My favourite restaurant, Gjelina is there, on the eponymous avenue, Abbot Kinney. We’ll need to work up an appetite again, so we’d rent cruiser bikes and ride along the boardwalk, watching surfers and beach volleyball players, and some of the craziest handball playing I’ve ever seen in my life. Together with the usual Venice suspects—men in Speedos on rollerblades with pythons around their necks—there really is something for everyone here. Love it!

There’s always a line up at Gjelina’s, but since we’re on one of the best streets in the world, on a sunny day in Southern California, we happily put our names on the list, and stroll lazily into some of the many fabulous boutiques. Some of the shops I love are The Stronghold known for its hundred-year-old denim, and Guild that carries the most exquisite candles by Cire Trudon, candle maker to Louis the XIV. After taking in the intoxicating aromas of bergamot, amber, geranium, tobacco, leather, moss, cedar, tuberose and jasmine, why not do things a little backwards on this make-up-the-rules-as-we-go-along afternoon, and have dessert before dinner?!

We duck into the gelato shop for some free tastings of their newest flavours of toasted coconut, roasted marshmallow, fig and balsamic glaze, and sea-salted caramel, with sharing spoons for everyone. Now, it should be time to be seated at Gjelina’s, and eat—again! I’m not worried, because not only do most of my friends share a love of food, but they love to share! It’s been a long day of adventure, so we quench our thirst on their ginger beer made with home-brewed Pilsner, mixed with ginger and fresh-squeezed lime juice. So refreshing. The restaurant is not only beautiful and rustic, but the room is permeated with my favourite scent of all: truffles! Tossed in a generous dose of black truffle oil are the truffled roasted potatoes. We get a giant order, the size of the entire table, and split some of their most decadent thin-crust pizzas made in a wood-burning oven, like the house-made chorizo, smoked tomato confit, fennel, chili and basil pizza, or the one with duck sausage, black trumpet mushroom, garlic, mozzarella, and thyme (for pictures of Gjelina’s dishes, check out my Timmins/LA sister’s blog.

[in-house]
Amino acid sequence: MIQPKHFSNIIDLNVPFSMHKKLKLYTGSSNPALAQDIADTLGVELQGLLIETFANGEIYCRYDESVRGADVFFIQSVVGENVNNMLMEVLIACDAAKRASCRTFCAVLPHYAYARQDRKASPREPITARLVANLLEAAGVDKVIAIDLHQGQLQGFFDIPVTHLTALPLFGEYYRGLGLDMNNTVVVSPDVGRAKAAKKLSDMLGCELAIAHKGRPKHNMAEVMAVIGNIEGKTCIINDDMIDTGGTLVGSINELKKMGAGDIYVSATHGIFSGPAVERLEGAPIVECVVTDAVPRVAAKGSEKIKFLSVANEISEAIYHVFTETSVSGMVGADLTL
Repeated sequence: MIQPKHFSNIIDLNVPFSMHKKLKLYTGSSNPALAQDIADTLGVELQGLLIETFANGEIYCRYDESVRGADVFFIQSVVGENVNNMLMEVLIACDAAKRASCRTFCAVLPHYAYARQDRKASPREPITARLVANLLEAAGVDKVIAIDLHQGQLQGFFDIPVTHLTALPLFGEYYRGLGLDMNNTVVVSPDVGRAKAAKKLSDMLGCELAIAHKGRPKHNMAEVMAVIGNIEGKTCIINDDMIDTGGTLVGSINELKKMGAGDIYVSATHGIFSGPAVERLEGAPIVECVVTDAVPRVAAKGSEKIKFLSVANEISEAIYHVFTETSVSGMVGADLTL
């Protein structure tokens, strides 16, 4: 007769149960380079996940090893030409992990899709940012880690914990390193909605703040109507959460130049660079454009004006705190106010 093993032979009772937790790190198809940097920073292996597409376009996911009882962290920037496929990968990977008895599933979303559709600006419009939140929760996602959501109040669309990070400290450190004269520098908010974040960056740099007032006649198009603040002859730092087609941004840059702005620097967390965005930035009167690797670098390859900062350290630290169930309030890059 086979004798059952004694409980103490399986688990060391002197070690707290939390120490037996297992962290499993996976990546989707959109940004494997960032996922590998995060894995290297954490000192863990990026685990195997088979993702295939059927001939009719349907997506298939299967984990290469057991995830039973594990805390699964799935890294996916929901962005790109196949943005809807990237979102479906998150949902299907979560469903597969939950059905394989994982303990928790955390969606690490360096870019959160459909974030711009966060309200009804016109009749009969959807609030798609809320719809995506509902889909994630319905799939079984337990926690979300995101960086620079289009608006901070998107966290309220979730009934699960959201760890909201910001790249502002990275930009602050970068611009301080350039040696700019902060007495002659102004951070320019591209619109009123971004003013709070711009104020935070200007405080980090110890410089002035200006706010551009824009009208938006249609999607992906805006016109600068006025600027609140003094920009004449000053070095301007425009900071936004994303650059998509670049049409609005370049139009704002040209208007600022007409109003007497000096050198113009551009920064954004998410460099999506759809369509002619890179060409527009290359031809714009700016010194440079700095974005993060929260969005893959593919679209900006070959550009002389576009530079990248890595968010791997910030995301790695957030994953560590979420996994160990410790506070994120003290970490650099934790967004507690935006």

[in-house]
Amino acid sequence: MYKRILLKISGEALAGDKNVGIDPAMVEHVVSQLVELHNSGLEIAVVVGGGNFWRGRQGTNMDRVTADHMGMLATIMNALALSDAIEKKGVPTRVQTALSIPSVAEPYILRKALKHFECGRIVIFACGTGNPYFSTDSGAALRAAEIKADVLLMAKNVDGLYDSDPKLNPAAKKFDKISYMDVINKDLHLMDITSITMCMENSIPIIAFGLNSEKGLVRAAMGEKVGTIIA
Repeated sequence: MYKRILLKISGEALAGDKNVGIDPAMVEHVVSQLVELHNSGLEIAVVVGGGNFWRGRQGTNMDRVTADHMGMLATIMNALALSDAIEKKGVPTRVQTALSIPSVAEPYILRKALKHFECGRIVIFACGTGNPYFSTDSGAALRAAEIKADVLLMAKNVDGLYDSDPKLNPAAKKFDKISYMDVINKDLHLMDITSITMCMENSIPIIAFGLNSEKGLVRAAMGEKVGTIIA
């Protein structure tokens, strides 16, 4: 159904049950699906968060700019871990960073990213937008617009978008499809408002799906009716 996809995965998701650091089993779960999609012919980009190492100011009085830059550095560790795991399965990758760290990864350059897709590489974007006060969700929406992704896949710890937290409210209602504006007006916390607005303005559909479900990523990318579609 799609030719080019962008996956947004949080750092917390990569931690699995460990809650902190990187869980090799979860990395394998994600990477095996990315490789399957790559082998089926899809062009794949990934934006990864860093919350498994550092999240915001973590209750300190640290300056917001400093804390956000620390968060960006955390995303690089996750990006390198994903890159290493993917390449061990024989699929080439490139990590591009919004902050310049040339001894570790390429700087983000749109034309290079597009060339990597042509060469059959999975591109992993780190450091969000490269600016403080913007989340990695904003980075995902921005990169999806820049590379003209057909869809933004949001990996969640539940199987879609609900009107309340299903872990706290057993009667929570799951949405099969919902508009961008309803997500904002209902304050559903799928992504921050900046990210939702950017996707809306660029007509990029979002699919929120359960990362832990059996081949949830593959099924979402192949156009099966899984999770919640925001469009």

Now making our way back along the Pacific Coast Highway, we’ll cap my perfect Saturday with a hike. After a full day of dining decadence, what could be more perfect than an hour-and-a-half-long journey up and down the winding mountain paths of Temezcal Canyon. When you get to its pinnacle, there’s snow-capped mountains to the left of you, the ocean to the right, and all of LA in between. It’s the most stunning view that showcases the very best that Mother Nature has to offer. As the sun starts to set over the coastline, we begin our descent into a deeply wooded ancient forest, replete with waterfalls and overgrown mosses, and smells that remind me of Northern Ontario, my home. I could have one last wish, on my most perfect Saturday, it would be to have my genie grant me the company of all my family, including those who have passed on, to meet me back at my house to watch the movies I love most. The only films I could watch over and over again aren’t the kind that can be rented, nor do they even have a name. They’re the ones my father recorded on his 8mm camera, without sound, or credits, starring my aunts, uncles, grandparents and cousins, projected onto a wall, accompanied by the best Saturday night cuisine of all: hot buttered popcorn.